By Bridget Bowman
Posted at 5 a.m. on Dec. 16
“We have to do it now,” Rep. Tim Murphy said on the House floor, urging Congress to act on his mental health system overhaul legislation in the wake of another mass shooting.
That was two years ago. In December 2013, the Pennsylvania Republican introduced his comprehensive mental health bill — which has recently been lauded by top House Republicans, including Speaker Paul D. Ryan, as a potential response to mass shootings. It was near the first anniversary of the Sandy Hook Elementary School shooting in Newtown, Conn., where 20-year-old Adam Lanza killed 20 children and six adults.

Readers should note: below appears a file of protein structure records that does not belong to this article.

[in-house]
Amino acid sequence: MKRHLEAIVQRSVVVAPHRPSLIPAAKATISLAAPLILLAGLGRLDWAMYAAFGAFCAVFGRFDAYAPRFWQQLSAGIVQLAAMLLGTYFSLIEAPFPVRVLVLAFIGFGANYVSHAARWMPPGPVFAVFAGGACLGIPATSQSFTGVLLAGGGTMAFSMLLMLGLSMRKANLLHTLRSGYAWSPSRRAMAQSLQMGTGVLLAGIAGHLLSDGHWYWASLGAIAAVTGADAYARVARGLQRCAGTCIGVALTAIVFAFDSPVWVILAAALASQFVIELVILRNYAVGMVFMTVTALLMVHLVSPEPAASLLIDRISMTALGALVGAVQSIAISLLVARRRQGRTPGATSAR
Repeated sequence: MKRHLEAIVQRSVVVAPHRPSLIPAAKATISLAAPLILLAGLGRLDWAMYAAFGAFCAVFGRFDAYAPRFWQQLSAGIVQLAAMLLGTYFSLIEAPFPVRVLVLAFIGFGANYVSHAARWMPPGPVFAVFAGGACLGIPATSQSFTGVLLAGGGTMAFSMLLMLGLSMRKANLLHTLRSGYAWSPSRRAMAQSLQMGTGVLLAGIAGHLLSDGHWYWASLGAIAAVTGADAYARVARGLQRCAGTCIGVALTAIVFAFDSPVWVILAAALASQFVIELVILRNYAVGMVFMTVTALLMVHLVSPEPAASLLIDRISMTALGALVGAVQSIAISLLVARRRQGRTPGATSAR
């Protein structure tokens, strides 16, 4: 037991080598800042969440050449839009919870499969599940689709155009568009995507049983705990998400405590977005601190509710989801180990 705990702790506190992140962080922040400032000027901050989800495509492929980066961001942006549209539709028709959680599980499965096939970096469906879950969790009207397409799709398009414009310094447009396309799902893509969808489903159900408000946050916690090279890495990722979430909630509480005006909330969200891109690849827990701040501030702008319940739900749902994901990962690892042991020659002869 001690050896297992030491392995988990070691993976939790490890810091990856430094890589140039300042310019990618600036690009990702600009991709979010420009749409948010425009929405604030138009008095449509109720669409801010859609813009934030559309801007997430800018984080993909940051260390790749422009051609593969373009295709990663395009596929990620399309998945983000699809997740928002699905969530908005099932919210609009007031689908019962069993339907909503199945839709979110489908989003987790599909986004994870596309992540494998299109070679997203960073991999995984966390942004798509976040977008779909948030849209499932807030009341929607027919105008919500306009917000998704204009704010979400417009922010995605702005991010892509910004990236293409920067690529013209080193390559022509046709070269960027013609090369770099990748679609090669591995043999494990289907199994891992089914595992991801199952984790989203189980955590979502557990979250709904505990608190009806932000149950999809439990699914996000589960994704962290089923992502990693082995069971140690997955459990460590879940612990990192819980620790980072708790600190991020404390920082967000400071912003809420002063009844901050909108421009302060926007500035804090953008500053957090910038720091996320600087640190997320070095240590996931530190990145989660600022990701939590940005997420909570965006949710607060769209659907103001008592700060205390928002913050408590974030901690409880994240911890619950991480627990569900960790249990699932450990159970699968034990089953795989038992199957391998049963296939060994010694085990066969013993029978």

For Murphy, a clinical psychologist, it’s unclear why his bill, which he reminds his colleagues of after the nation’s frequent mass shootings, hasn’t moved forward in Congress. “I’ve got a Ph.D. and I’ve practiced in this field for 40 years and I still can’t tell you why some people act the way they do,” Murphy said. “This is — to me it’s beyond comprehension.”